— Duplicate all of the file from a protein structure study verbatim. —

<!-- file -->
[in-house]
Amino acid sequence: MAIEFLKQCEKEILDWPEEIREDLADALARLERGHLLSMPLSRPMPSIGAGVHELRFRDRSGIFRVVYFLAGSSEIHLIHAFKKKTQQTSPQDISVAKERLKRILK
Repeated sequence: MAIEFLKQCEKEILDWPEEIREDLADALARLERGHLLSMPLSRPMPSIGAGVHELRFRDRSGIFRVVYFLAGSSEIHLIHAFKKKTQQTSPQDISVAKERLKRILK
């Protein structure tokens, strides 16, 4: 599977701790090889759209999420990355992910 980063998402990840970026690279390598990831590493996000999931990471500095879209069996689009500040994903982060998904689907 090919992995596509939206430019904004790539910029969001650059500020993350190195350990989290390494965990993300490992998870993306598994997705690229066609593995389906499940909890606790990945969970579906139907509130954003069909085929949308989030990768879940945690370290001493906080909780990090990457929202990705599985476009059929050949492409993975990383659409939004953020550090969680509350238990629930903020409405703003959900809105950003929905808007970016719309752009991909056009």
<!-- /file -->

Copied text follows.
[in-house]
Amino acid sequence: MAIEFLKQCEKEILDWPEEIREDLADALARLERGHLLSMPLSRPMPSIGAGVHELRFRDRSGIFRVVYFLAGSSEIHLIHAFKKKTQQTSPQDISVAKERLKRILK
Repeated sequence: MAIEFLKQCEKEILDWPEEIREDLADALARLERGHLLSMPLSRPMPSIGAGVHELRFRDRSGIFRVVYFLAGSSEIHLIHAFKKKTQQTSPQDISVAKERLKRILK
């Protein structure tokens, strides 16, 4: 599977701790090889759209999420990355992910 980063998402990840970026690279390598990831590493996000999931990471500095879209069996689009500040994903982060998904689907 090919992995596509939206430019904004790539910029969001650059500020993350190195350990989290390494965990993300490992998870993306598994997705690229066609593995389906499940909890606790990945969970579906139907509130954003069909085929949308989030990768879940945690370290001493906080909780990090990457929202990705599985476009059929050949492409993975990383659409939004953020550090969680509350238990629930903020409405703003959900809105950003929905808007970016719309752009991909056009």